County Oks CDBG Funding Application

CLEARFIELD – The Clearfield County Commissioners approved resolutions authorizing the submission of the 2016 Community Development Block Grant (CDBG) application at Tuesday’s regular meeting.

The county’s allocation is $241,420; of those funds, $197,965 will assist Decatur Township with a sewer line extension in the New Liberty area, said Lisa Kovalick, the county’s community development specialist.

According to her, Decatur Township officials conducted a sanitary study in November of 2015. It showed a 90 percent malfunction rate on the on-lot sewage disposal systems.

The study also showed most systems were “wild cat” or borehole/mine disposals. There’s “no doubt” the need exists for a public sewer collection system in order to improve the health and safety of residents in the area, she said.

Kovalick explained that Decatur Township officials will use these CDBG funds, and they will be supplemented by a $750,000 competitive application for additional CDBG funds.

The total project consists of around 4,800 feet of force main that will convey sewage to an existing manhole. From there, it will flow through the existing system to the Moshannon Valley Joint Sewer Authority’s treatment plant.

Decatur Township officials will apply to PennVEST for grant funds for the force main and pump station. The total project is estimated to have a cost of $2,412,699, said Kovalick.

Clearfield Borough’s CDBG allocation is $101,130; of those funds, $82,930 will be for flood protection, storm sewer and street improvements in the Census Tract area, which is a 70.67 percent low- to moderate income area.

According to Kovalick, the area is primarily residential and locally identified as “East End.” She said the borough must first sign a sponsorship agreement with the state’s Department of Environmental Protection (DEP).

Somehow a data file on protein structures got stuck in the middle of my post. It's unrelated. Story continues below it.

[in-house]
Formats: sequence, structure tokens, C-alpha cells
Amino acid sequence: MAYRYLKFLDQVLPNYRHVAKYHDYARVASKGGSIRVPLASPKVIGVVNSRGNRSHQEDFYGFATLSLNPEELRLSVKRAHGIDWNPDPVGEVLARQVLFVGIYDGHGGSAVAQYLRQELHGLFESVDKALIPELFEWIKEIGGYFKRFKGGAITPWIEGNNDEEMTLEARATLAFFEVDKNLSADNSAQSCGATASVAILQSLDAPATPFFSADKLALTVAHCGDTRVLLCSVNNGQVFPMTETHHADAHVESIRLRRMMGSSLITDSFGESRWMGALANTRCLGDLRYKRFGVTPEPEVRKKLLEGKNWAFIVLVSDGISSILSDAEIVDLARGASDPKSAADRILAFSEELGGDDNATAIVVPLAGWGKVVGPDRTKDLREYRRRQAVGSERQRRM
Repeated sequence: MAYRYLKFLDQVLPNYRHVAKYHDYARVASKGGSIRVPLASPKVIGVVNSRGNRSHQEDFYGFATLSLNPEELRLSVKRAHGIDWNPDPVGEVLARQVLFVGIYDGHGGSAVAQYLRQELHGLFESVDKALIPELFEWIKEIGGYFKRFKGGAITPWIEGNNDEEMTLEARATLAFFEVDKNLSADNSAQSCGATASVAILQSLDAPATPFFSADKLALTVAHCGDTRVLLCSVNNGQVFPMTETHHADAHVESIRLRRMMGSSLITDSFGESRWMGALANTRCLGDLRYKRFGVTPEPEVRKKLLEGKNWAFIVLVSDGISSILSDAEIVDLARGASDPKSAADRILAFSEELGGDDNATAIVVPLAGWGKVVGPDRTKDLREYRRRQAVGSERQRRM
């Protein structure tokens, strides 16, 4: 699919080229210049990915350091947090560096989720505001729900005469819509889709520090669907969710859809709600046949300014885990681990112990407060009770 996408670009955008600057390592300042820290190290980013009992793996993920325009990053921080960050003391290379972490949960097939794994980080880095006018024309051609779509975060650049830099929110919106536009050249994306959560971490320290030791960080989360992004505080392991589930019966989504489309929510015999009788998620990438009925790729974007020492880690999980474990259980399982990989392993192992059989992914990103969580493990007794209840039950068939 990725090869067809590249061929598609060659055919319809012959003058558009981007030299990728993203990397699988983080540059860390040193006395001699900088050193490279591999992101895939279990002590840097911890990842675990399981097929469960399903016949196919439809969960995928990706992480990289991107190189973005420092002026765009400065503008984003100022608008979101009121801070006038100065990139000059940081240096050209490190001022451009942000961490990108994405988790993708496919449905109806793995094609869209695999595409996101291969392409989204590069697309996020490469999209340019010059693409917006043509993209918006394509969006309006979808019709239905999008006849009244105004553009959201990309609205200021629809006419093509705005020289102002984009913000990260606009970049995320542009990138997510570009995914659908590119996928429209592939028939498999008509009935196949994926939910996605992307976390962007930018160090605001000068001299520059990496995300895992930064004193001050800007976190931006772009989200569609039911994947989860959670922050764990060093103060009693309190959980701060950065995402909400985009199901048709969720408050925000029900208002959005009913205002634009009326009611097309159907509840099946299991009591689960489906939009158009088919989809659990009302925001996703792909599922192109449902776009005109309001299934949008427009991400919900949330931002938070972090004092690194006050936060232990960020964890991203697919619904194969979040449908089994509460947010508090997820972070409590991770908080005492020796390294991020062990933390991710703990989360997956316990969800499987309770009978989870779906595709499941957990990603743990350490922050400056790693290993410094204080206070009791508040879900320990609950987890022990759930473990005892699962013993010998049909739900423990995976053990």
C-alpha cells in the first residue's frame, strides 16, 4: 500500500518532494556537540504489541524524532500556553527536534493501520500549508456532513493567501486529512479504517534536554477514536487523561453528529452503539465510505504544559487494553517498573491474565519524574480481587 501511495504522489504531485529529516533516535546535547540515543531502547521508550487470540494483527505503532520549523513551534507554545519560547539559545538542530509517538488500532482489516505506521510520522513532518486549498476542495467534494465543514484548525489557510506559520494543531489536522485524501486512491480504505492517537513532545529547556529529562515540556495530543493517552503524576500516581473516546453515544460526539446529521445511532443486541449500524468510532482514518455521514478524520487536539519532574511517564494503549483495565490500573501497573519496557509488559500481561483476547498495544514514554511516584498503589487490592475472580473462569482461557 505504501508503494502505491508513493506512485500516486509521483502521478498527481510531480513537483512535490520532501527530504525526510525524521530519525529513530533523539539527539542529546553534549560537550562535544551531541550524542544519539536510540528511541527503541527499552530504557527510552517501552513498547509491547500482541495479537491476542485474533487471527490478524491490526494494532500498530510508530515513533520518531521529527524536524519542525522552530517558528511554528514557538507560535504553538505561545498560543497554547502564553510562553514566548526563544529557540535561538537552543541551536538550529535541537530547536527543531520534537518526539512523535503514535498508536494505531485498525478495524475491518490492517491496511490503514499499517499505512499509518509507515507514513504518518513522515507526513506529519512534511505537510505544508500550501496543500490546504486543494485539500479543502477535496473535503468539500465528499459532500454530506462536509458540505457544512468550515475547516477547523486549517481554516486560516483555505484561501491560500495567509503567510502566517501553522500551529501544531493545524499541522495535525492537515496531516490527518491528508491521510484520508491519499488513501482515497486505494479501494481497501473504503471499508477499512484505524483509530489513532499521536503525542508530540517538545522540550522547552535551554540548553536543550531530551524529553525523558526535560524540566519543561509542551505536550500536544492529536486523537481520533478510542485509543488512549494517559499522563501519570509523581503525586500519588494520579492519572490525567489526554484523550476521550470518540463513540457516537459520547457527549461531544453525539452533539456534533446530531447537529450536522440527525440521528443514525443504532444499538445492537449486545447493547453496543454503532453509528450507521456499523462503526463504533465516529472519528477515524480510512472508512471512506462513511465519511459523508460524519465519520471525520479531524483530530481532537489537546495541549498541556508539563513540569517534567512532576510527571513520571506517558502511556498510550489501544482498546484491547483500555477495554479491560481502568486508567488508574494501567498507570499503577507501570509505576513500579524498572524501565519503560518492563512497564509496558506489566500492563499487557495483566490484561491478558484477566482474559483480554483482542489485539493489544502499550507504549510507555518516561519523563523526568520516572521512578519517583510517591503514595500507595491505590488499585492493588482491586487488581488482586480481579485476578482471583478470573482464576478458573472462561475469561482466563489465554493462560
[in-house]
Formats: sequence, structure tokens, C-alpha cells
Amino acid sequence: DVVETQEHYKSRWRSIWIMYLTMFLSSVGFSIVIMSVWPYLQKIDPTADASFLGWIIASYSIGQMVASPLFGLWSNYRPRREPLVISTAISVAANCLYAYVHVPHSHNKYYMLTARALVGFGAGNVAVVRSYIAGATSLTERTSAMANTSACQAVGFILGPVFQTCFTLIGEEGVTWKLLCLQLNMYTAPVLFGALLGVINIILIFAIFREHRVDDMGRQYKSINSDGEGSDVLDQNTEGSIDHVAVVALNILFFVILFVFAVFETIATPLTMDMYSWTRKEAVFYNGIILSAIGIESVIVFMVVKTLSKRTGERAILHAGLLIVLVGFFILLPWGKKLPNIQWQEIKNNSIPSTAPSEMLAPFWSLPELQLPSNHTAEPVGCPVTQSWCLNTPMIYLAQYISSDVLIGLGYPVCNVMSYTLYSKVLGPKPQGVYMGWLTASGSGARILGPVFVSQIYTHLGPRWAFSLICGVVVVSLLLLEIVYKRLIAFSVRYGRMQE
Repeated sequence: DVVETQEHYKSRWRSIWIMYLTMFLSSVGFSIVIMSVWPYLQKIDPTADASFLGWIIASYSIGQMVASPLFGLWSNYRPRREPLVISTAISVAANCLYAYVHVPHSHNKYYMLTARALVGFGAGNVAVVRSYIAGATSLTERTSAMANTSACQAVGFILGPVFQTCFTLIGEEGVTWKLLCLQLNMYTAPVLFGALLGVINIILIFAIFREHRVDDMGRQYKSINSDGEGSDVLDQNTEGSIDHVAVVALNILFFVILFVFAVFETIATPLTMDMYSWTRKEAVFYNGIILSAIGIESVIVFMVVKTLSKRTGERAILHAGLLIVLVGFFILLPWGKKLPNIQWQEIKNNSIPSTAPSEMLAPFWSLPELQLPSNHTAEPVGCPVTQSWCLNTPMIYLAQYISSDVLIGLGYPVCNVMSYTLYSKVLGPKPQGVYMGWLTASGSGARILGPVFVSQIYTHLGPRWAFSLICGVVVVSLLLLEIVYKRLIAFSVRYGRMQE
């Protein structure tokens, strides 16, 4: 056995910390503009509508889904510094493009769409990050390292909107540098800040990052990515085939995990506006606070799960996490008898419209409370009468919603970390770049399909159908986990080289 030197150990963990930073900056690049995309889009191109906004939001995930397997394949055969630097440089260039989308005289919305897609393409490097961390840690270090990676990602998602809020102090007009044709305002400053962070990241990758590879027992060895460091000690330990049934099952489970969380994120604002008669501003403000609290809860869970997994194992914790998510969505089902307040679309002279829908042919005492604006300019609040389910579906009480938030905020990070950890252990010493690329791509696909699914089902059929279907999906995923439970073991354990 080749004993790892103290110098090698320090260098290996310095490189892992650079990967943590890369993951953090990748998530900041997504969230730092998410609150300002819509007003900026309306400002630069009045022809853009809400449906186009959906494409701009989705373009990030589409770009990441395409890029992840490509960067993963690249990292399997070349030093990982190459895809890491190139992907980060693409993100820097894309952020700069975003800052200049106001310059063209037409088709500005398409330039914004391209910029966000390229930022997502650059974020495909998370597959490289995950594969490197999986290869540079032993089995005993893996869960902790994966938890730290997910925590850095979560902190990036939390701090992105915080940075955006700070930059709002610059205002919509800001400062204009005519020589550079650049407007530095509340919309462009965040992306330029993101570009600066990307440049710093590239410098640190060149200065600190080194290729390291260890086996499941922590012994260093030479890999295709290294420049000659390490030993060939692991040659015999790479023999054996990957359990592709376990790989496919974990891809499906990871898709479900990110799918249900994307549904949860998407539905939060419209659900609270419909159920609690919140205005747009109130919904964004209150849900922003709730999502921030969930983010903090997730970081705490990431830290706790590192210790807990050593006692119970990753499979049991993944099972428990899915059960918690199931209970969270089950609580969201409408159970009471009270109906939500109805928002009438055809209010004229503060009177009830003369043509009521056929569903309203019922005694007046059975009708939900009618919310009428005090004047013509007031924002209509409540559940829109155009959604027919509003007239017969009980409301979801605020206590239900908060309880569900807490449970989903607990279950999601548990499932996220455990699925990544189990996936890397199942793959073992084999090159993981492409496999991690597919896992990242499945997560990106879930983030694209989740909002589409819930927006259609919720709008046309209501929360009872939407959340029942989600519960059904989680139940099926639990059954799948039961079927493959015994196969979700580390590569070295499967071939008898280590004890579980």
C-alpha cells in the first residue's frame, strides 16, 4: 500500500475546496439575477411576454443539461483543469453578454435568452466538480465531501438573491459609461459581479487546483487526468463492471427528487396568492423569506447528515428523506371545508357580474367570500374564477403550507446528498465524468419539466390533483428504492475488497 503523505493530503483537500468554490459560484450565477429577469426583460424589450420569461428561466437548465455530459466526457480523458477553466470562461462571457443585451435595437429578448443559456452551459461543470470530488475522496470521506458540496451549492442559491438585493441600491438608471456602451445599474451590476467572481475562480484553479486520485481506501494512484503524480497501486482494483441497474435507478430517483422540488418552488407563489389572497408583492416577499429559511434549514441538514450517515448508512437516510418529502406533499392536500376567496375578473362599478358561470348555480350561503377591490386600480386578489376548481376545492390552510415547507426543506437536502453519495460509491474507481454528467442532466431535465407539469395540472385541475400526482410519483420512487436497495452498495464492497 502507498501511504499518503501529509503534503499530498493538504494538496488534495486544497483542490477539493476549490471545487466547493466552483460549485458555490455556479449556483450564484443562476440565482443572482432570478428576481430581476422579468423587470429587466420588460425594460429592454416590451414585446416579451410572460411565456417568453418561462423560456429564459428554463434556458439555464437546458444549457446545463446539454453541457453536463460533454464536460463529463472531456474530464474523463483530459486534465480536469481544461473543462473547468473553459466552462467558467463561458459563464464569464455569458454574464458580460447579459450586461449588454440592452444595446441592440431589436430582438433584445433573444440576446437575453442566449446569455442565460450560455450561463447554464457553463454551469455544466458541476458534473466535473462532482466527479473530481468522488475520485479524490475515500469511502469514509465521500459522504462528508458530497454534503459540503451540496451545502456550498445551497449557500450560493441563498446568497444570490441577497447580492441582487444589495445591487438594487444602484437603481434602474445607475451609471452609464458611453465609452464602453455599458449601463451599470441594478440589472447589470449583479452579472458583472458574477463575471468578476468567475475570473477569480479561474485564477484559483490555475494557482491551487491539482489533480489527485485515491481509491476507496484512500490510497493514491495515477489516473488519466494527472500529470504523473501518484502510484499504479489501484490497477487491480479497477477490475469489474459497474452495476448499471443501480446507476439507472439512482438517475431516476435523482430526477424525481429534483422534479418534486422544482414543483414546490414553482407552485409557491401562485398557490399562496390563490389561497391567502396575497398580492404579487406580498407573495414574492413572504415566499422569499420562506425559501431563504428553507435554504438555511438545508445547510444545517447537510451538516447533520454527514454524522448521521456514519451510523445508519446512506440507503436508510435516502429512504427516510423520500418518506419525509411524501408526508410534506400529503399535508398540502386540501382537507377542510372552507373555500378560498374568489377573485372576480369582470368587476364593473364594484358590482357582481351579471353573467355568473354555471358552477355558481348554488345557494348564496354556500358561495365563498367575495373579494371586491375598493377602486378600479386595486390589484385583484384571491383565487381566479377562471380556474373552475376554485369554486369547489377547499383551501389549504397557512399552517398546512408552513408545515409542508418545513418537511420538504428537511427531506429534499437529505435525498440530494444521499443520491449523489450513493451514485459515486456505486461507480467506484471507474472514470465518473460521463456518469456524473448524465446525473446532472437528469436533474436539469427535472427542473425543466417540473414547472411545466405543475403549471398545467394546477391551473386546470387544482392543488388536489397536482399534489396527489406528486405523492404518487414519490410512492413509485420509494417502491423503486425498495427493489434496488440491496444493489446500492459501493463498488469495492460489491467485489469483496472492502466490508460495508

The borough had sought DEP’s assistance during the 1990’s after extensive flooding. It caused deterioration of roads, culverts, sidewalks and yards. A significant amount of the flooding was caused by a waterway known as “Stinky Run,” she explained.

Kovalick said flood studies have shown that most of the water from Stinky Run flows through an enclosed culvert system that passes through backyards and under the streets into the river. The existing system is inadequate and clog, which results in flooding.

Following the study, she said that DEP designed a flood protection project, which will be funded partly by the Department of General Services. The total cost of the project will be about $1.3 million.

Kovalick said the borough will work with DEP to remediate the storm sewers being over-filled by Stinky Run. The borough will need to relocate water, sewer and gas lines and obtain the permanent and temporary easements for the construction.

She said DEP will fund the flood protection project and the borough will use their CDBG funding for the utility relocation and obtaining the easements. Once the construction is completed, the borough will replace insufficient drainage systems and install new systems where they are needed, as well as remove and replace the damaged roads.

Lawrence Township’s CDBG allocation is $113,190; of those funds, $92,861 will be for storm sewer and street improvements in the Kerr area.

Kovalick said existing storm drainage systems, especially along Good Street and Bowman Hill Road, are insufficient and unable to handle stormwater run-off during wet weather and storm events.

In some areas, she pointed out that there isn’t any storm drainage at all. She said these two existing streets are deteriorating and are continuing to yearly by uncontrolled storm run-off.

The storm run-off has deteriorated the roadways and berm, which makes it dangerous for motorists. Because there aren’t any sidewalks, it’s created unsafe conditions for pedestrians; with Good Street being a bus route, there are safety concerns for children, as well, she said.

Kovalick said the township has prioritized and selected Good Street to be worked on first. As future funding becomes available, Bowman Hill Road will have work done. The township’s total project cost is $565,120.

BREAKING: Curwensville Couple Accused of Making Sexual Videos with Dog
Grenier Pleads Guilty for Not Delivering Grave Markers

Leave a Reply